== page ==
If you find yourself sitting at your desk at work for hours on end, it’s time to make a change. New research has found that frequently interrupting inactive behavior is crucial for your long-term health.
The Los Angeles Times, The New York Times, and other major news outlets recently reported surprising new research findings on what some call “sitting disease,” recommending desk workers to get up and move around every 30 minutes, a change from an earlier recommendation that simply encouraged standing once an hour.
Failure to do so, evidence shows, may shorten your life.
Prior research has also drawn similar conclusions – those who spend long hours sitting are at risk for numerous health-related issues. These risk results may range from nuisance ailments like sluggishness and reduced blood flow to the legs, to alarming ones like chronic lower back pain, high blood pressure, obesity and depression.
This new study also emphasizes that while taking breaks throughout the day does help, taking them too infrequently will still cost you in the long term – even to the point of causing your life expectancy to dip. The experts made a point to emphasize that hitting the gym after work did not make up for long hours of sitting down – you must be moving around throughout the day.
Generally speaking, the more you get up and move around, the better off you will be – physically, emotionally and mentally.
Physical therapists frequently warn their patients that “chairs are evil,” as does Dr. Sloan Manning, a primary care physician at Novant Health Urgent Care & Occupational Medicine – located at 600 Highland Oaks Drive in Winston-Salem, North Carolina. He said he sees lots of patients in urgent care with chronic low back pain due to sedentary behavior – that is, long hours spent sitting.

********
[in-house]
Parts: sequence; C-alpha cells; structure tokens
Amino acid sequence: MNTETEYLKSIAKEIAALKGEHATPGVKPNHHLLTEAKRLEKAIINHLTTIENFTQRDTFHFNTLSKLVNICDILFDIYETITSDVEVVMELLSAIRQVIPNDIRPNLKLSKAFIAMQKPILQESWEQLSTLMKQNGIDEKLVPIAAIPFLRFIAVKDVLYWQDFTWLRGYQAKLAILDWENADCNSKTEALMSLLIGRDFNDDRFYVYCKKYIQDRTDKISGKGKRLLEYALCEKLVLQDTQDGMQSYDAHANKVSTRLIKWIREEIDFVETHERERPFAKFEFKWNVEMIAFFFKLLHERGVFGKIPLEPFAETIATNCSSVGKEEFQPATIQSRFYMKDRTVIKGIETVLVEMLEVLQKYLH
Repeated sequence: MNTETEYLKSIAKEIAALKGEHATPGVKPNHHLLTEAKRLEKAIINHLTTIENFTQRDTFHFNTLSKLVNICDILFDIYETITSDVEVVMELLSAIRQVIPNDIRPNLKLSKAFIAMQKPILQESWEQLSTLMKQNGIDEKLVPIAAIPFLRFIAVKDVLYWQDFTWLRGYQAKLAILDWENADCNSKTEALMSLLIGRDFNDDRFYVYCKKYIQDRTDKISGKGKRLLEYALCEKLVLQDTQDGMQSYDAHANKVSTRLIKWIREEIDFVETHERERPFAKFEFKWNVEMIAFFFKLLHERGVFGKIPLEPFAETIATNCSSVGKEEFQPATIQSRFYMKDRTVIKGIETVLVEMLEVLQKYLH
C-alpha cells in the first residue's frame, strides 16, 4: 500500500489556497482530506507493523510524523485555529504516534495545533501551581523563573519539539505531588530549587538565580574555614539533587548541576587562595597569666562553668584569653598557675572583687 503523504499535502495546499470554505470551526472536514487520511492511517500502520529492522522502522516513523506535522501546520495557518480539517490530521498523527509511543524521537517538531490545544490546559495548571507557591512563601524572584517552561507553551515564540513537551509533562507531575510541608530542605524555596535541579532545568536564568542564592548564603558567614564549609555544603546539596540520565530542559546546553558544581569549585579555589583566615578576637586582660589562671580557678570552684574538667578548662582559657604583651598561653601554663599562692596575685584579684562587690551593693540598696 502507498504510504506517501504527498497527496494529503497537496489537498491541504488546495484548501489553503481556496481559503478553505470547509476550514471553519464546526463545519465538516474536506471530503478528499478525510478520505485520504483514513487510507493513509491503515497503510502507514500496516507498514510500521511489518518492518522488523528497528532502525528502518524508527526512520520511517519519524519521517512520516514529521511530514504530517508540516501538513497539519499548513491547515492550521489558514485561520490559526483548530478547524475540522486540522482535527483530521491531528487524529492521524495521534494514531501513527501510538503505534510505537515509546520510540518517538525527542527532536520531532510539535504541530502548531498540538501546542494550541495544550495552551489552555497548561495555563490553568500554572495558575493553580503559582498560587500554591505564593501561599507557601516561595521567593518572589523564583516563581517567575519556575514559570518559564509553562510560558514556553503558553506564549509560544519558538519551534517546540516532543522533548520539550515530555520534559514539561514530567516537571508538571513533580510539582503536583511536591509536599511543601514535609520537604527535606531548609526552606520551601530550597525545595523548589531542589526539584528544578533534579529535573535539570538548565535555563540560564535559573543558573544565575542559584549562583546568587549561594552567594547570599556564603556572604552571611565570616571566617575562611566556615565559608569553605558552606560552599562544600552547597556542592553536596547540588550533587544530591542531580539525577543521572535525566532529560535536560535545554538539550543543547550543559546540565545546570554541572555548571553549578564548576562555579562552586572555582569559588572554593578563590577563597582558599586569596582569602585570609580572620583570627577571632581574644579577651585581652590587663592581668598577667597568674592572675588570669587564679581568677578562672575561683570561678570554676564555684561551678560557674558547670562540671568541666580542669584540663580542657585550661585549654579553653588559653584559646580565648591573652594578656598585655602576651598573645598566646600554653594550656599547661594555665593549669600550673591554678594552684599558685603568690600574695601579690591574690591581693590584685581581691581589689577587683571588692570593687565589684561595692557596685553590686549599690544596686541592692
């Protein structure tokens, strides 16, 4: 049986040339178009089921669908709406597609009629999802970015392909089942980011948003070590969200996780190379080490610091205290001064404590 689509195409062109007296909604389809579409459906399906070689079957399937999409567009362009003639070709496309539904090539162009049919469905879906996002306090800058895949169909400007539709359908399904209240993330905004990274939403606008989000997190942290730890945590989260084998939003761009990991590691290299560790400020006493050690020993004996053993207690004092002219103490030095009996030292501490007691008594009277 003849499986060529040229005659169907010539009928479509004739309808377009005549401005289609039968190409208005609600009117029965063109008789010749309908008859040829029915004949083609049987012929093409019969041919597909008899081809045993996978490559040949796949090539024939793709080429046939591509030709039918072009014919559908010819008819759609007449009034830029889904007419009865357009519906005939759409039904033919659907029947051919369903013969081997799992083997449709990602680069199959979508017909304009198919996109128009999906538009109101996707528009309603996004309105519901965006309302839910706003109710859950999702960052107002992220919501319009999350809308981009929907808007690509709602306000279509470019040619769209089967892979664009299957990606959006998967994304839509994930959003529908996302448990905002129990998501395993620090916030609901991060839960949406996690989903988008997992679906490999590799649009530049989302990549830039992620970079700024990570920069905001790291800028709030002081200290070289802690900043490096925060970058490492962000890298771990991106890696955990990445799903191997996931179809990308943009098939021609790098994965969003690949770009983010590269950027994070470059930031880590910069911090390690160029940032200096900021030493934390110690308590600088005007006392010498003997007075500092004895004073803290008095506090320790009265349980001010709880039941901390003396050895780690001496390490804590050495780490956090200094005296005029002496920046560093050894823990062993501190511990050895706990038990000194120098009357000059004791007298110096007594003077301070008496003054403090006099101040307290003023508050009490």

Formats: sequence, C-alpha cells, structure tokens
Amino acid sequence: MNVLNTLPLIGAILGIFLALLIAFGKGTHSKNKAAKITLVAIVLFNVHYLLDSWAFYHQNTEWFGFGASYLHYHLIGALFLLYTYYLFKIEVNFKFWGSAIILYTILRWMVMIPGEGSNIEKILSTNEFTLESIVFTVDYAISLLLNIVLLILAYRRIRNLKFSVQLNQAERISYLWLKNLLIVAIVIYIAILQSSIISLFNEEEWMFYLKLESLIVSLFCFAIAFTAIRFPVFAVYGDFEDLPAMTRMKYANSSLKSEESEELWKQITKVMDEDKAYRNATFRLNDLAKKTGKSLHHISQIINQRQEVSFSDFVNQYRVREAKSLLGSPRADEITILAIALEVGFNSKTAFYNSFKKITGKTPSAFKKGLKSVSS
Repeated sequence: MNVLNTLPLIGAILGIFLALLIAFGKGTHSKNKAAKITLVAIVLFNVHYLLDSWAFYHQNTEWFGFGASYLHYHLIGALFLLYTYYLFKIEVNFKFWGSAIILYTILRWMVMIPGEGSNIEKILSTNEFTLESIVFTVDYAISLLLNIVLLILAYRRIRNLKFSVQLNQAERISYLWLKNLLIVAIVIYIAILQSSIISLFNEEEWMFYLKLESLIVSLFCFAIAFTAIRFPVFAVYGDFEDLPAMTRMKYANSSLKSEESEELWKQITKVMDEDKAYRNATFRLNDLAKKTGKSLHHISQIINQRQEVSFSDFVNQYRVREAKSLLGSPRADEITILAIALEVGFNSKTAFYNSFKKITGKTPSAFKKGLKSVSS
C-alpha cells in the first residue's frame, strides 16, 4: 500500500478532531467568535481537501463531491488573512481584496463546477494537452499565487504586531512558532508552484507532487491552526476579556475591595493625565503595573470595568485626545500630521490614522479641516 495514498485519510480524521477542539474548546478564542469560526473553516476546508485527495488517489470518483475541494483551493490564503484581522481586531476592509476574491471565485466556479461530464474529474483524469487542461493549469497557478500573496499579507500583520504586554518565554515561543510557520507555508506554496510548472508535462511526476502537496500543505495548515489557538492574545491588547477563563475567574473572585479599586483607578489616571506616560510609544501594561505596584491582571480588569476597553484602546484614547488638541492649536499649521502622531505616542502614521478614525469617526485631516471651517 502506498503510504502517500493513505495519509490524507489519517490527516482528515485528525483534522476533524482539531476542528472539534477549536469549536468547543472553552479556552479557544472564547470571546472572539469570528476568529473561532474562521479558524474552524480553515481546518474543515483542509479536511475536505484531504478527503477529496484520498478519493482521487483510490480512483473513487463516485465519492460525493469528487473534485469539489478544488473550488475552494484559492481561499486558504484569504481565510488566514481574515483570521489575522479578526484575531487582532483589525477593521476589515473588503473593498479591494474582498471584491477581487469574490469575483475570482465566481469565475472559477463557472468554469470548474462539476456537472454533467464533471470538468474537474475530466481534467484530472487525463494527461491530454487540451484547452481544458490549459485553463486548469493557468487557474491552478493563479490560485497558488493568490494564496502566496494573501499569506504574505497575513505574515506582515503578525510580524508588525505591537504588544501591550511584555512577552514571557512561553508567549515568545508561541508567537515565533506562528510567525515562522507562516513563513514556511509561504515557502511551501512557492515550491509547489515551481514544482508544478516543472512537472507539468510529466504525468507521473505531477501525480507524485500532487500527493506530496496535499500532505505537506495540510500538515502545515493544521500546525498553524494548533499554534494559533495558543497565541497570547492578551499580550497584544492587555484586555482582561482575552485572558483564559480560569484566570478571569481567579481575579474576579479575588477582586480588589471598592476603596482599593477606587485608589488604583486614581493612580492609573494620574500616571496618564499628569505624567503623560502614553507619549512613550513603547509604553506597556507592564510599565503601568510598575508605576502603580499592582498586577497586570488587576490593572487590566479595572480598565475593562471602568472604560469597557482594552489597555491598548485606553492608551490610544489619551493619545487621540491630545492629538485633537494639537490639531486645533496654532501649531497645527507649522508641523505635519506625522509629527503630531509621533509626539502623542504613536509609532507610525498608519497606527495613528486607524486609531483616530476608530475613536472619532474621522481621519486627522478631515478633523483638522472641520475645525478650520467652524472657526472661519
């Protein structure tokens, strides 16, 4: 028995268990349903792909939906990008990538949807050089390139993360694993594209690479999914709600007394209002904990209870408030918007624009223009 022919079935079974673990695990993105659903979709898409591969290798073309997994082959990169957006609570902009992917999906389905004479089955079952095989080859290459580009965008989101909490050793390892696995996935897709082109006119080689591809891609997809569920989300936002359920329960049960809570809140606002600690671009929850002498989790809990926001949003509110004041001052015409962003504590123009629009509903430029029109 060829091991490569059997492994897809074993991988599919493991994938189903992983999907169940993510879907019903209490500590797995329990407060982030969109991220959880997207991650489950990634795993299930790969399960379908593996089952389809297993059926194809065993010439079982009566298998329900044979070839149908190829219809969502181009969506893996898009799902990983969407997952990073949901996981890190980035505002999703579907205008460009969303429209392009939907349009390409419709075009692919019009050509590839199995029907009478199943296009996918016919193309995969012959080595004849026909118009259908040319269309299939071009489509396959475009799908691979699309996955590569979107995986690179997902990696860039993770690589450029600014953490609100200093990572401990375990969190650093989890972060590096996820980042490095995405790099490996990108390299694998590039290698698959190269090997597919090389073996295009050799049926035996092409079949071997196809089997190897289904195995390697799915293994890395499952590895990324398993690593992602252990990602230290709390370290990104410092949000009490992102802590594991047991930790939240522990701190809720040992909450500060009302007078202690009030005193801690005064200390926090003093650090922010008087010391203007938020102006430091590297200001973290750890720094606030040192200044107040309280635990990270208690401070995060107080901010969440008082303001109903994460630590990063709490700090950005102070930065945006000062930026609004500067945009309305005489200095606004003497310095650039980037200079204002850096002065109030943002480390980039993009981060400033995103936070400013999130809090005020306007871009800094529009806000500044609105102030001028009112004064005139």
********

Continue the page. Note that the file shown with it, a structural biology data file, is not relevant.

“We encourage getting up frequently and moving around to keep your back from weakening,” he said, “and from allowing poor posture to basically take its toll on your back and back health. It’s a very common problem.”
As awareness toward workplace wellness has steadily grown, employers have begun to invest in ergonomic-friendly equipment that promotes free movement and blood flow. Ergonomics is the science of obtaining a correct match between the human body, work-related tasks and work tools.
Popular examples of these include standing desks and treadmill work stations.
“I am consistently recommending ergonomic workstations and standing workstations to my patients who work in these kinds of areas,” Manning said. “The first thing you might consider is go to your employer and say, ‘I’d like some ergonomic sort of accommodation for an existing problem, to prevent a problem,’ that kind of thing. Your employer will be likely to pay for one, because they don’t want you out of work for a lower back injury.”
Devices like these are designed to enhance your productivity by helping you move more easily throughout the day.
Do standing workstations fall outside your company budget? Simple tricks to remind you to move will suffice. Try setting an alarm on one of your devices, parking further away from your office and walking, taking more breaks to visit the water cooler to hydrate, and doing a few sets of squats at lunchtime to kick-start blood flow back to your legs. Plenty of other tips are out there, so be sure to pick what works best for you. Your body will thank you.